The Bigger Picture: Learning from two decades of changing NHS care

Wednesday, 21 October, 2020

An understanding of the past helps us to prepare for the future. In this, the REAL Centre's first report, we look back at the care and treatment provided by the NHS in England over the past two decades – as measured by health care activity.  Measures of activity – what the NHS does – form the basis of much NHS planning.  Together with measures of quality, these are used as proxies for understanding the contribution the NHS makes to population health. Understanding the drivers of this activity is therefore crucial to service and resource planning.

In this report, we provide a framework for understanding the drivers of health care activity. We describe how supply and demand side factors interact, and how policy can influence the care the NHS provides. We look at the overall trends in activity and how specific services have changed. Where possible, we estimate the proportion of any change that can be explained by four demographic factors: population size, age, gender, and proximity to death. We then explore what drives the remaining change, unexplained by demography.

Your care during COVID - HealthWatch Cambridgeshire & Peterborough

Thursday, 8 October, 2020

Our final report shows

  • Older people, those with disabilities or long-term health conditions, carers and those not online were hit hardest by the pandemic and subsequent service changes.
  • Three in ten people avoided getting help for a health problem. 
  • Out of those that did get help, three out of four rated it highly.
  • One in three people told us that the pandemic had a high or significant impact on their mental health and wellbeing.
  • The shutdown of dental services worsened existing problems around access to high street NHS dental care.
  • Although some people have taken to online hospital or GP appointments, they don’t work for everyone. Many people don’t have the internet and those with sensory impairments find remote consultations hard to access.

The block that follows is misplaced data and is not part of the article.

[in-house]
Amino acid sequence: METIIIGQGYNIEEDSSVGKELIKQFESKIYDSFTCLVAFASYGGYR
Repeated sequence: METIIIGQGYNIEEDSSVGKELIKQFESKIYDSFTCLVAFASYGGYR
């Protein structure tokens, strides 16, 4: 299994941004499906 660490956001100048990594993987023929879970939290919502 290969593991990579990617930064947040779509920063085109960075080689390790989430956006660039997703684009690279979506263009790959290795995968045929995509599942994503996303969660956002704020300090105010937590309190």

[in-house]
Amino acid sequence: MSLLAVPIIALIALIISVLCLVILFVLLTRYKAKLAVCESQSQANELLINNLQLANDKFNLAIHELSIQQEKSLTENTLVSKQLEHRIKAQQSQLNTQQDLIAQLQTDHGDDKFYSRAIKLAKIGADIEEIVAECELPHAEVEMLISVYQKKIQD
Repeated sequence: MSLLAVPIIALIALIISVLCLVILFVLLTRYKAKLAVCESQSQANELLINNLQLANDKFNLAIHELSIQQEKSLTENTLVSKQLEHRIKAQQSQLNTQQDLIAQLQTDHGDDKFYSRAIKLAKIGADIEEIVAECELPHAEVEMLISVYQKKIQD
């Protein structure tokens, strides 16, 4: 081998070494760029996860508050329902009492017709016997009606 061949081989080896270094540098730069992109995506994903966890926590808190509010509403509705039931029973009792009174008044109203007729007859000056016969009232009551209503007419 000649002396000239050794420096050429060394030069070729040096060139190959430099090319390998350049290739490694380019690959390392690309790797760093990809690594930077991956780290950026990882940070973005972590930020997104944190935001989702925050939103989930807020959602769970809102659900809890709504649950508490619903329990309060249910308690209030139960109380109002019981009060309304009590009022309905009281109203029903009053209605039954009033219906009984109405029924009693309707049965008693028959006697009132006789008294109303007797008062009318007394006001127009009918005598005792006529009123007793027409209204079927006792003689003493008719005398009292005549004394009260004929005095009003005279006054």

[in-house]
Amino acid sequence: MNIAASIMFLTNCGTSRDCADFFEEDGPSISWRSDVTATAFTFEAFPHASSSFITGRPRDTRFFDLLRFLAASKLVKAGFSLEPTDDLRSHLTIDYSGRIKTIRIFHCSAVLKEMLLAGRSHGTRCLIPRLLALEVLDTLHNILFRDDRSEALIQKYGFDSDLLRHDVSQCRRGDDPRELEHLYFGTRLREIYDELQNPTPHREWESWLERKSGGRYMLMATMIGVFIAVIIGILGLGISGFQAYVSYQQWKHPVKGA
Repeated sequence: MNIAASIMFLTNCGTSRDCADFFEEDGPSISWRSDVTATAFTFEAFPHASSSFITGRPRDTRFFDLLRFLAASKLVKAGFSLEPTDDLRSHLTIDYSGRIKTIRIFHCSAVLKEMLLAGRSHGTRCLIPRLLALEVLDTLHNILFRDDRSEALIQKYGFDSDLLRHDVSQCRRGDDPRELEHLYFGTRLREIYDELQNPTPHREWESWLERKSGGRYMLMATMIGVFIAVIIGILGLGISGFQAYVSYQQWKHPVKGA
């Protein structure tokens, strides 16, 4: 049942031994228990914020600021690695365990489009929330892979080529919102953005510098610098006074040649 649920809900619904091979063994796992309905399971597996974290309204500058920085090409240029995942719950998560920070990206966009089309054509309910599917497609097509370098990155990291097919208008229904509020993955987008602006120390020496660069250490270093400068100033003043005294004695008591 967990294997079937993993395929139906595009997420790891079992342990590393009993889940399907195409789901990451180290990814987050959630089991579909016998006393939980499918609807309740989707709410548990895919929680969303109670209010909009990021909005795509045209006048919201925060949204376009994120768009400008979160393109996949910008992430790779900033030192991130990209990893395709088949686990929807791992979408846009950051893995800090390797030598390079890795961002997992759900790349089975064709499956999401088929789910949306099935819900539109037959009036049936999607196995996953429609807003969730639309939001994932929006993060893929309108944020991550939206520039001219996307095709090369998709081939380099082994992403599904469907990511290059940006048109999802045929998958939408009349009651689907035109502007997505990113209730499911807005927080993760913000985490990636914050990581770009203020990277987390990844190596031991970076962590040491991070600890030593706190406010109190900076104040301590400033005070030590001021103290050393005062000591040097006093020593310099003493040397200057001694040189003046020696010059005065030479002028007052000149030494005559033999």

Rolling Out Social Prescribing

Thursday, 1 October, 2020

This report sets out the findings of research conducted by National Voices for NHS England to explore the perspectives and experiences of the voluntary, community and social enterprise (VCSE) sector in relation to the NHS rollout of social prescribing. We heard from over 300 people through a series of interviews, workshops and online engagements between December 2019 and June 2020.

NHS England has made a significant commitment to ensure that social prescribing is available across the country, including the recruitment of over 1,000 specialist link workers during 2020/21, with more in the pipeline. This was a hugely welcome move, and testament to the work of colleagues within NHS England as well as across the wider health system and the VCSE sector. The commitment represents a major step towards realising the vision in the NHS Long Term Plan of personalised care for all. Social prescribing is increasingly recognised as a vital tool in the NHS’s strategic shift towards population health management. As a bridge between clinical services and the VCSE sector, it can enable people to access individualised help, and support community-based efforts to address the social determinants of health.

National Voies Annual Report 2020

Wednesday, 30 September, 2020

I am pleased to introduce the National Voices Annual Report for 2019-20. This year has been one of change for us, and with the Covid-19 crisis taking hold at the end of the year, it also marked the beginning of an important period for the charity sector and the whole country. Despite this challenging backdrop, National Voices has had a very successful year, demonstrating its unique and vital role in changing health and care, and growing its membership, income and influence.

Charlotte Augst - Chief Exec

NICOR's role during COVID

Friday, 11 September, 2020

The National Institute for Cardiovascular Outcomes Research (NICOR) has worked with the cardiovascular Professional Societies and individual hospitals to ensure a continuous flow of data, to assess the impact of COVID on patients with cardiovascular disease (CVD). A close collaboration between NHS Digital, NICOR and the Healthcare Quality Improvement Partnership with NHS England has also transformed the information governance landscape by creating a linked ‘cardiovascular data spine’. This has enabled data to be collated and analysed rapidly to inform Government and NHS policy.

NICOR - The patients' report

Friday, 11 September, 2020

Lessons from the COVID-19 experience should shape a better system for rapid nationwide data reporting The lessons learned from the COVID-19 experience around what it takes to provide high-value rapid information to the government, regions and hospitals across the country should not be lost as healthcare environments attempt to return to normal. Continuous data entry, integrated analysis and timely reporting are all essential to organise and provide optimal care to patients.